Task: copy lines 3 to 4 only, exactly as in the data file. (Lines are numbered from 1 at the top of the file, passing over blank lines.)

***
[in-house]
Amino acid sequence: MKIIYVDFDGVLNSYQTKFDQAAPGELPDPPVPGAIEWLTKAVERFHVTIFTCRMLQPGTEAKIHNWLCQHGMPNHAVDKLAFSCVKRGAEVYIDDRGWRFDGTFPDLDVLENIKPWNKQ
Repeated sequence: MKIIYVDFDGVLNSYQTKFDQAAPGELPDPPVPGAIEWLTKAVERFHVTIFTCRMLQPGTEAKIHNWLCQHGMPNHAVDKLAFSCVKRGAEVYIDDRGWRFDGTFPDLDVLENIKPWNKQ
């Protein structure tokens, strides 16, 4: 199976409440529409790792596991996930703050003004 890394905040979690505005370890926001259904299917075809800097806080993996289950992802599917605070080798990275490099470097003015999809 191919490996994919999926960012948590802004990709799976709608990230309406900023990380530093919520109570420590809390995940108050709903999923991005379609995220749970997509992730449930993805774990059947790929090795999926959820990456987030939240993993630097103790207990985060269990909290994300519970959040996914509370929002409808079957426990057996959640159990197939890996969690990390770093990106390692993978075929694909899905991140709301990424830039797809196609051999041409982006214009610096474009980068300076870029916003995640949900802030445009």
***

Repeated sequence: MKIIYVDFDGVLNSYQTKFDQAAPGELPDPPVPGAIEWLTKAVERFHVTIFTCRMLQPGTEAKIHNWLCQHGMPNHAVDKLAFSCVKRGAEVYIDDRGWRFDGTFPDLDVLENIKPWNKQ
């Protein structure tokens, strides 16, 4: 199976409440529409790792596991996930703050003004 890394905040979690505005370890926001259904299917075809800097806080993996289950992802599917605070080798990275490099470097003015999809 191919490996994919999926960012948590802004990709799976709608990230309406900023990380530093919520109570420590809390995940108050709903999923991005379609995220749970997509992730449930993805774990059947790929090795999926959820990456987030939240993993630097103790207990985060269990909290994300519970959040996914509370929002409808079957426990057996959640159990197939890996969690990390770093990106390692993978075929694909899905991140709301990424830039797809196609051999041409982006214009610096474009980068300076870029916003995640949900802030445009």